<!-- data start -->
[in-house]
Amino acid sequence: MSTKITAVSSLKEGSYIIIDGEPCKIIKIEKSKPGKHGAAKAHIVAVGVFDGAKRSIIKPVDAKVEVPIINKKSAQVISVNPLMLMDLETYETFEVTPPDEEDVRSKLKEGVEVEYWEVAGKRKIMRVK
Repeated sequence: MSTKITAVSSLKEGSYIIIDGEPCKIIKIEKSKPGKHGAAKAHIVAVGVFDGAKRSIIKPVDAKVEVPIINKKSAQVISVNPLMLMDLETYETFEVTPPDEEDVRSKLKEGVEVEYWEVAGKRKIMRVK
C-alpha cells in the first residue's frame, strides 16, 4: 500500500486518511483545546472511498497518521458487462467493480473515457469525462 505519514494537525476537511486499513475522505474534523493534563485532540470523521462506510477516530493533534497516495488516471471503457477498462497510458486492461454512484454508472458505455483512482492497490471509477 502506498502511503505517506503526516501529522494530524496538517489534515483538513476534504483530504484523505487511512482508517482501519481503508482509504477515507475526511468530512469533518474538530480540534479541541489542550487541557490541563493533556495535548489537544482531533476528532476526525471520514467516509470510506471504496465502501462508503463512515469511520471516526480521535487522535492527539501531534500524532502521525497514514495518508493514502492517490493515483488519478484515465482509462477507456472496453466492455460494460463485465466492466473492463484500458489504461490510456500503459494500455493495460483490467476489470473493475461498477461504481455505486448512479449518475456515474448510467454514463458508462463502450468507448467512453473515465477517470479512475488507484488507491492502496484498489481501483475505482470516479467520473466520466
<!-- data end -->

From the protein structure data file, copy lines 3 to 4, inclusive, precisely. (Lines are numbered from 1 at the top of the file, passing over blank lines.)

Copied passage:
Repeated sequence: MSTKITAVSSLKEGSYIIIDGEPCKIIKIEKSKPGKHGAAKAHIVAVGVFDGAKRSIIKPVDAKVEVPIINKKSAQVISVNPLMLMDLETYETFEVTPPDEEDVRSKLKEGVEVEYWEVAGKRKIMRVK
C-alpha cells in the first residue's frame, strides 16, 4: 500500500486518511483545546472511498497518521458487462467493480473515457469525462 505519514494537525476537511486499513475522505474534523493534563485532540470523521462506510477516530493533534497516495488516471471503457477498462497510458486492461454512484454508472458505455483512482492497490471509477 502506498502511503505517506503526516501529522494530524496538517489534515483538513476534504483530504484523505487511512482508517482501519481503508482509504477515507475526511468530512469533518474538530480540534479541541489542550487541557490541563493533556495535548489537544482531533476528532476526525471520514467516509470510506471504496465502501462508503463512515469511520471516526480521535487522535492527539501531534500524532502521525497514514495518508493514502492517490493515483488519478484515465482509462477507456472496453466492455460494460463485465466492466473492463484500458489504461490510456500503459494500455493495460483490467476489470473493475461498477461504481455505486448512479449518475456515474448510467454514463458508462463502450468507448467512453473515465477517470479512475488507484488507491492502496484498489481501483475505482470516479467520473466520466